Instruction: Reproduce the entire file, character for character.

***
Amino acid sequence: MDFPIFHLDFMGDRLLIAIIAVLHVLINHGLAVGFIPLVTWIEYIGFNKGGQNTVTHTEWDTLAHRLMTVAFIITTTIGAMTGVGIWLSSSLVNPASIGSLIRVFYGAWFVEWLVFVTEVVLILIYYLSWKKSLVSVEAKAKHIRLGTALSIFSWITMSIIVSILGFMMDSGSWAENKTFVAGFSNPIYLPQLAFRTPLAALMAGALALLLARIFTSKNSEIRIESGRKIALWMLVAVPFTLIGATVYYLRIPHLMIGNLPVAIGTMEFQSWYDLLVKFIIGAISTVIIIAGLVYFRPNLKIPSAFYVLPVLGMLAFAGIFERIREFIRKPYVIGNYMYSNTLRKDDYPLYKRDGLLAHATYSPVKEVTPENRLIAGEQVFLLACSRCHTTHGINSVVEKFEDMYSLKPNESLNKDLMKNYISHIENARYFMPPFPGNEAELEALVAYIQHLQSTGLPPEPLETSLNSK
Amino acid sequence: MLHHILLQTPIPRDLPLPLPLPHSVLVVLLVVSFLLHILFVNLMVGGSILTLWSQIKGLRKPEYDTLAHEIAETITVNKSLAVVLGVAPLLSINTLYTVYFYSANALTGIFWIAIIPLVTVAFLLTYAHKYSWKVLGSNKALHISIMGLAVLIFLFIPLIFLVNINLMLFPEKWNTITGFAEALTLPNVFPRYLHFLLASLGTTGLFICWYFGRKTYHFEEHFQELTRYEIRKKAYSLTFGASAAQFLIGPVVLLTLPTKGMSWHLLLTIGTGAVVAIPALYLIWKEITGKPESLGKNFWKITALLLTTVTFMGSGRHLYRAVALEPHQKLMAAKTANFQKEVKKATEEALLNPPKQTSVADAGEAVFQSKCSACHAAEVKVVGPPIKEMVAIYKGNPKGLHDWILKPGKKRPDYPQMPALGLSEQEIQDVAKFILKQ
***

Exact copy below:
Amino acid sequence: MDFPIFHLDFMGDRLLIAIIAVLHVLINHGLAVGFIPLVTWIEYIGFNKGGQNTVTHTEWDTLAHRLMTVAFIITTTIGAMTGVGIWLSSSLVNPASIGSLIRVFYGAWFVEWLVFVTEVVLILIYYLSWKKSLVSVEAKAKHIRLGTALSIFSWITMSIIVSILGFMMDSGSWAENKTFVAGFSNPIYLPQLAFRTPLAALMAGALALLLARIFTSKNSEIRIESGRKIALWMLVAVPFTLIGATVYYLRIPHLMIGNLPVAIGTMEFQSWYDLLVKFIIGAISTVIIIAGLVYFRPNLKIPSAFYVLPVLGMLAFAGIFERIREFIRKPYVIGNYMYSNTLRKDDYPLYKRDGLLAHATYSPVKEVTPENRLIAGEQVFLLACSRCHTTHGINSVVEKFEDMYSLKPNESLNKDLMKNYISHIENARYFMPPFPGNEAELEALVAYIQHLQSTGLPPEPLETSLNSK
Amino acid sequence: MLHHILLQTPIPRDLPLPLPLPHSVLVVLLVVSFLLHILFVNLMVGGSILTLWSQIKGLRKPEYDTLAHEIAETITVNKSLAVVLGVAPLLSINTLYTVYFYSANALTGIFWIAIIPLVTVAFLLTYAHKYSWKVLGSNKALHISIMGLAVLIFLFIPLIFLVNINLMLFPEKWNTITGFAEALTLPNVFPRYLHFLLASLGTTGLFICWYFGRKTYHFEEHFQELTRYEIRKKAYSLTFGASAAQFLIGPVVLLTLPTKGMSWHLLLTIGTGAVVAIPALYLIWKEITGKPESLGKNFWKITALLLTTVTFMGSGRHLYRAVALEPHQKLMAAKTANFQKEVKKATEEALLNPPKQTSVADAGEAVFQSKCSACHAAEVKVVGPPIKEMVAIYKGNPKGLHDWILKPGKKRPDYPQMPALGLSEQEIQDVAKFILKQ